The annual gorefest that is The Apprentice is providing us with its usual selection of daft quotes from would-be Alan Sugars. What they have in common - apart from the total lack of self-knowledge that must be one of the qualifications listed on the entry form - is that they are wildly, obsessively, compulsively and disgustingly ambitious.
We don't warm to that, which is why we enjoy The Apprentice - the sight of yet another millionaire-in-the-making crashing and burning because she can't sell a bottle of shampoo leaves us with a certain sense of pleasure.
And it turns out that Pope Francis is on our side. In a homily at the canonising of three new saints, he had a go at the whole mindset that drives these people. "Ambition and careerism are incompatible with Christian discipleship; honour, success, fame and worldly triumphs are incompatible with the logic of Christ crucified," he said.
In the context of today's Western world in which worldly success is held up as the ultimate virtue, this is a really strange thing to say. It's rich and successful people who get our attention. They're the role models for our young people. Our education system is designed to produce successful people, for a given value of success. We even like our politicians to be people who've made money - and making it for themselves is better than inheriting it. In America, Donald Trump's business ability has won him a respect and a credibility which it might be thought that his actual opinions and conduct don't really deserve.
But surely it can't be right to tell a young person at the beginning of their career that it's wrong to be ambitious?
Yes: that's exactly the scriptural logic that Francis is applying. At least, for the usual understanding of the word 'ambitious'.
Ambition, as we usually use the word, is a selfish idea. It means wanting promotions, power and wealth just for themselves. It's often related to unhealthy insecurities and profound psychological problems. It can be destructive to relationships and to organisations: the financial crisis was created in good part by the behaviour of men - and yes, it was usually men - who were driven by an overriding urge to win, at any cost, and who would let nothing and no one stand in the way of the next sweet deal.
What the Bible tellls us, as Francis points out, is that ambition doesn't have to be like that. The Bible replaces the ambition to dominate with the ambition to serve.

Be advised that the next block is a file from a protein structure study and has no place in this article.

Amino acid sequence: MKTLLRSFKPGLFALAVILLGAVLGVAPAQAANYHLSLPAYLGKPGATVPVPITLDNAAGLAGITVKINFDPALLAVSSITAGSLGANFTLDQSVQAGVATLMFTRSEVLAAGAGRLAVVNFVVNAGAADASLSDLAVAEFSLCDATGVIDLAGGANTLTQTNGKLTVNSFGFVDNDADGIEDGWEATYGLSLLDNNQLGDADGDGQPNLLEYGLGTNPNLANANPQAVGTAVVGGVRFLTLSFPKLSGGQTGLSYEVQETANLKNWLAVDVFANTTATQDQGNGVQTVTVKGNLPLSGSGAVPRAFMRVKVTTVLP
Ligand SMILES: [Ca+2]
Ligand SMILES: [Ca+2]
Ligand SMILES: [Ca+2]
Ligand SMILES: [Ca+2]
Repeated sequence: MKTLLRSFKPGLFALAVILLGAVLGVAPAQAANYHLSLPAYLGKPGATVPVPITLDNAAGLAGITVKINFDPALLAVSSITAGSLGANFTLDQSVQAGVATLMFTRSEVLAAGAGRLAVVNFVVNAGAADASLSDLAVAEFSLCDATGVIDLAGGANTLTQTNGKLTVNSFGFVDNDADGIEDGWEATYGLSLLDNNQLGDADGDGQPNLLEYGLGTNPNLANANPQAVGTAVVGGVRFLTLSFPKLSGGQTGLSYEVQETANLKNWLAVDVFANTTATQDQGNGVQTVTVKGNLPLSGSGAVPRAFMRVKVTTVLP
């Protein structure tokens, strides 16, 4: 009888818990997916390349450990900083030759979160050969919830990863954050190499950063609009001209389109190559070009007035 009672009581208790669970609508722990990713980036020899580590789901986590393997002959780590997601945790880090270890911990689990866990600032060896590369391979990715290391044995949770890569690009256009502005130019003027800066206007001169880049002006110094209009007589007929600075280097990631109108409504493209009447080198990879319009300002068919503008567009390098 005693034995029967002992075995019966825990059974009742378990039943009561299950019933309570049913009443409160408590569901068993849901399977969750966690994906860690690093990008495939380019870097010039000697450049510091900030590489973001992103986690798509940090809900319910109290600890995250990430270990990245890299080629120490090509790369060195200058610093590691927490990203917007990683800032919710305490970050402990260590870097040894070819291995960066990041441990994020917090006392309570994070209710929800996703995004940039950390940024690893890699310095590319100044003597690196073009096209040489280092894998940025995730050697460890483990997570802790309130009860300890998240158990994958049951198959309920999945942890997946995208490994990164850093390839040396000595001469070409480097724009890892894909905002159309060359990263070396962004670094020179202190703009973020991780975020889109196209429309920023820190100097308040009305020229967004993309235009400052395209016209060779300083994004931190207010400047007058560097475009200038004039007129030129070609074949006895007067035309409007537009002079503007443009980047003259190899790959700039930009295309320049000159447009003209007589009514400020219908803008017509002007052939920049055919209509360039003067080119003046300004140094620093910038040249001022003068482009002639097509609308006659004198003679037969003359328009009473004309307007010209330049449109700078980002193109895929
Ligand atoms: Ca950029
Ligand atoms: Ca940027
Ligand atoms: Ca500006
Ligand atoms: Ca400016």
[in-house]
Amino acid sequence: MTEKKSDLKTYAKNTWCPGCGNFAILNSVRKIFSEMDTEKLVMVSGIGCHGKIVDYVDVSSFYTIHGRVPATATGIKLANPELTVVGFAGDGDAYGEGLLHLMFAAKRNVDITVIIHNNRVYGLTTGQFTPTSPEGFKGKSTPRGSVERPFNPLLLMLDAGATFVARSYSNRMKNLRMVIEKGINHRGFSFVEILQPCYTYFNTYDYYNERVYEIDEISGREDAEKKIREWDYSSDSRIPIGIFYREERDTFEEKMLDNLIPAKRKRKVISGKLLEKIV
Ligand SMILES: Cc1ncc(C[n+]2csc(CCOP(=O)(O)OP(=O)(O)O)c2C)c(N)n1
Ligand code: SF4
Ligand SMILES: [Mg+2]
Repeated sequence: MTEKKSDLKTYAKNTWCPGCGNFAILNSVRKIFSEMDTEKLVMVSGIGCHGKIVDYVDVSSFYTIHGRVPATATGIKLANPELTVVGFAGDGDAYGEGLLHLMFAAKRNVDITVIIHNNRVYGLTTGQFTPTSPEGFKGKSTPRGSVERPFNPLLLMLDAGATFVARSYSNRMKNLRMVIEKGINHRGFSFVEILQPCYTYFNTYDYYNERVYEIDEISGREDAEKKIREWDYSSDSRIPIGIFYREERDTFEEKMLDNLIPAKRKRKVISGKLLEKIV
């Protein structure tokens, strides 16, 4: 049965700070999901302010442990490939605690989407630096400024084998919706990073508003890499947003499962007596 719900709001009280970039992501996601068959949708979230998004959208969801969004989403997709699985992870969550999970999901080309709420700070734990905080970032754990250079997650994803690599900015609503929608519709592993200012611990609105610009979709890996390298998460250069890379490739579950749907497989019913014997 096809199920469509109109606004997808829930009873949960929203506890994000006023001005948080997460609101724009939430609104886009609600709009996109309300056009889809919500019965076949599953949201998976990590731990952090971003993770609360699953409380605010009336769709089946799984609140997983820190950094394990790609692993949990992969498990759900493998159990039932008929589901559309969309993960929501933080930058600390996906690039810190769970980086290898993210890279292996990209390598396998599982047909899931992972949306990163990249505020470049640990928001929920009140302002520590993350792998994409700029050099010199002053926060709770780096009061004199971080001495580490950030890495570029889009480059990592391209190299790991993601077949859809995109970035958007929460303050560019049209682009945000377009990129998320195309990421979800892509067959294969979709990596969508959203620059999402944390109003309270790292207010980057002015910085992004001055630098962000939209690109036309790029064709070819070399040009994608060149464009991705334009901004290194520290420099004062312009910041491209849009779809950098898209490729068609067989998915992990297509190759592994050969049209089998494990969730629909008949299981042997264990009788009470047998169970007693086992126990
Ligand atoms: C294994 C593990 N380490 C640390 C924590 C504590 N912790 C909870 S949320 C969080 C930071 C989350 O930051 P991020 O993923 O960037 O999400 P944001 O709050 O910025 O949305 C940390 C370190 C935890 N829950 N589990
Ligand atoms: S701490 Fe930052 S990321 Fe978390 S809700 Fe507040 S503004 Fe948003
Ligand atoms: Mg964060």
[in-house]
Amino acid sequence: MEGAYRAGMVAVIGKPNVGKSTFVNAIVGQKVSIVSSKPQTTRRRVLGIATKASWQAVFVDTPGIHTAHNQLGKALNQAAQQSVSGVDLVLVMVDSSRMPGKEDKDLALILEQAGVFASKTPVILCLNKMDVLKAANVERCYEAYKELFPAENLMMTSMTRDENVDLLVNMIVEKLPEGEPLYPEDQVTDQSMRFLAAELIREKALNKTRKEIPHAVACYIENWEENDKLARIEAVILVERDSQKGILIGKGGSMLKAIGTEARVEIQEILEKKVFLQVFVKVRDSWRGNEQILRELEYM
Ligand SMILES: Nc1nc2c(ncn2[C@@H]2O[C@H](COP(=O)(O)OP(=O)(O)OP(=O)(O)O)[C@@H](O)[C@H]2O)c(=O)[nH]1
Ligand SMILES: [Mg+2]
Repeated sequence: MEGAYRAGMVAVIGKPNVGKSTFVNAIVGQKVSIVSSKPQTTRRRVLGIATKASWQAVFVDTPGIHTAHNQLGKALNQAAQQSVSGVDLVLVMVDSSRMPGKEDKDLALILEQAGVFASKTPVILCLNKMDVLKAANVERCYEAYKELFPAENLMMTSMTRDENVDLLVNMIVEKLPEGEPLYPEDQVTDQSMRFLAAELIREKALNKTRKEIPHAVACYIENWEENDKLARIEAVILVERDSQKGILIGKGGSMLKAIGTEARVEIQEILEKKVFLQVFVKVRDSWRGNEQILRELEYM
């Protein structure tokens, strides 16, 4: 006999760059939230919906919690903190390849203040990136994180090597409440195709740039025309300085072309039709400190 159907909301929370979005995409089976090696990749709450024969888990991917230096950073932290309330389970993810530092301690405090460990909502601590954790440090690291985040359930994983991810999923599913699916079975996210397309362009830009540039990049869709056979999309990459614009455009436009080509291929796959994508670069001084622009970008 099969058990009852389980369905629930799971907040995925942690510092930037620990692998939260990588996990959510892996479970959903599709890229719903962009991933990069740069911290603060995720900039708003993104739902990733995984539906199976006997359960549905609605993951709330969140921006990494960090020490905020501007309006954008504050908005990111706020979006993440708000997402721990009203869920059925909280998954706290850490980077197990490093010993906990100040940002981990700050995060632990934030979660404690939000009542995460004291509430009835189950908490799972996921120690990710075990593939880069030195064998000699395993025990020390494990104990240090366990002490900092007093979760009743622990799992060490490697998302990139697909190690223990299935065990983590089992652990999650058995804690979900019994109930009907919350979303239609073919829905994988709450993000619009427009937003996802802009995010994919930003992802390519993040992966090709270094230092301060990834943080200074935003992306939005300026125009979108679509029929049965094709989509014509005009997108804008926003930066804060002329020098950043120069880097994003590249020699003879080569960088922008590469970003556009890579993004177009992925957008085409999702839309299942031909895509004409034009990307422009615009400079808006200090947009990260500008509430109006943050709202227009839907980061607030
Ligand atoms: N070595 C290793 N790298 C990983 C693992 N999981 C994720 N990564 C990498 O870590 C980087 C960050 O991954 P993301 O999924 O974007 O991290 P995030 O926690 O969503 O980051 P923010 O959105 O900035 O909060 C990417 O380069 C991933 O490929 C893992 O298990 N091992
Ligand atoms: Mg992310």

Francis cites James and John, whose mother asks for them to be given the places of honour beside Jesus in the great Kingdom banquet (Mark 10:37). Jesus says: "You know that among the Gentiles those whom they recognise as their rulers lord it over them, and their great ones are tyrants over them. But it is not so among you; but whoever wishes to become great among you must be your servant" (verses 42-44).
It's easy to see this working in the context of the Church - and in the Roman Catholic Church, which offers all sorts of opportunities for advancement, perhaps clergy need reminding of this.
But how does this play out in the lives of ordinary Christians, who live in the world and want their way in it? There seven things that can help us.
1. Don't do your work well because it will bring you more money or success. Do it as well as you possibly can for the sake of the work itself. Whether you're a doctor saving people's lives, an entrepreneur launching a new venue or a waiter serving people's food, focus on the job, not on the reward.
2. Remember who you're working for. George Herbert wrote a hymn which begins: "Teach me, my God and King, in all things thee to see/ And what I do in anything, to do it as for thee." It continues, "A servant with this clause makes drudgery divine..." You can sweep a room and do it for God.
3. Don't seek to be promoted beyond your ability. Instead, be content with working well at the level you're capable of. You might like the extra money and prestige that comes with a better job and a bigger office, but you aren't helping anyone if you aren't really up to the role. That's not Christian service.
4. Don't undervalue yourself, because that isn't a good use of your gifts and talents, either. God gave you skills, abilities and aptitudes. Godly ambition means that you should aim to use them to their fullest extent.
5. Never try to get ahead by keeping other people back. They have a right to flourish too. If you can help other people develop their potential, even if it might seem as though you're damaging your own prospects, you should.
6. Trust God with your career. Your priority should be to demonstrate integrity and excellence. If you do that, most employers will recognise it and value it.
7. Remember that if you have a job, you're fortunate - but never let sucess or failure at it define you or take over your life. It's important, but your home, your family and your relationship with God are even more important.
It's not wrong to want to do well at your work, whatever that work might be. But the Christian's motivation for wanting to excel is fundamentally different from what seems to drive those Apprentice contestants. We don't want success for the sake of success, we want it for the sake of Christ.